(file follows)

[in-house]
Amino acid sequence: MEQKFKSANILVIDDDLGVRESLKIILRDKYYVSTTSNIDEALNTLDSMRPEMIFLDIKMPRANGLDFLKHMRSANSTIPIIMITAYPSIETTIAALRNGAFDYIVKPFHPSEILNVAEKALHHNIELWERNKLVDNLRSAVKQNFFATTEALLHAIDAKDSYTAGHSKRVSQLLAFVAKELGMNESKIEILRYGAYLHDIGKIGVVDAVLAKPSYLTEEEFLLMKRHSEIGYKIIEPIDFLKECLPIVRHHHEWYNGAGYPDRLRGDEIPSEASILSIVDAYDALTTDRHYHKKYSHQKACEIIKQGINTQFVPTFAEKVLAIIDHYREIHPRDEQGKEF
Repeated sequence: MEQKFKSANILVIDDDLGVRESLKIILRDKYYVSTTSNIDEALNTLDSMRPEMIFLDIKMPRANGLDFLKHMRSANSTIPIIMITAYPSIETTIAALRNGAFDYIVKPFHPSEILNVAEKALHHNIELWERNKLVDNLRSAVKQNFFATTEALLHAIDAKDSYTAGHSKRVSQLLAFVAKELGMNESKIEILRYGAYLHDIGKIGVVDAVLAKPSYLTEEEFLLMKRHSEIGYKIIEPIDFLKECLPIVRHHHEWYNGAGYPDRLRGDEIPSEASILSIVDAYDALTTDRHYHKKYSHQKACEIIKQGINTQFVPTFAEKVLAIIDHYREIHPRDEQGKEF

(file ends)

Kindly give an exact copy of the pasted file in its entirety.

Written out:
[in-house]
Amino acid sequence: MEQKFKSANILVIDDDLGVRESLKIILRDKYYVSTTSNIDEALNTLDSMRPEMIFLDIKMPRANGLDFLKHMRSANSTIPIIMITAYPSIETTIAALRNGAFDYIVKPFHPSEILNVAEKALHHNIELWERNKLVDNLRSAVKQNFFATTEALLHAIDAKDSYTAGHSKRVSQLLAFVAKELGMNESKIEILRYGAYLHDIGKIGVVDAVLAKPSYLTEEEFLLMKRHSEIGYKIIEPIDFLKECLPIVRHHHEWYNGAGYPDRLRGDEIPSEASILSIVDAYDALTTDRHYHKKYSHQKACEIIKQGINTQFVPTFAEKVLAIIDHYREIHPRDEQGKEF
Repeated sequence: MEQKFKSANILVIDDDLGVRESLKIILRDKYYVSTTSNIDEALNTLDSMRPEMIFLDIKMPRANGLDFLKHMRSANSTIPIIMITAYPSIETTIAALRNGAFDYIVKPFHPSEILNVAEKALHHNIELWERNKLVDNLRSAVKQNFFATTEALLHAIDAKDSYTAGHSKRVSQLLAFVAKELGMNESKIEILRYGAYLHDIGKIGVVDAVLAKPSYLTEEEFLLMKRHSEIGYKIIEPIDFLKECLPIVRHHHEWYNGAGYPDRLRGDEIPSEASILSIVDAYDALTTDRHYHKKYSHQKACEIIKQGINTQFVPTFAEKVLAIIDHYREIHPRDEQGKEF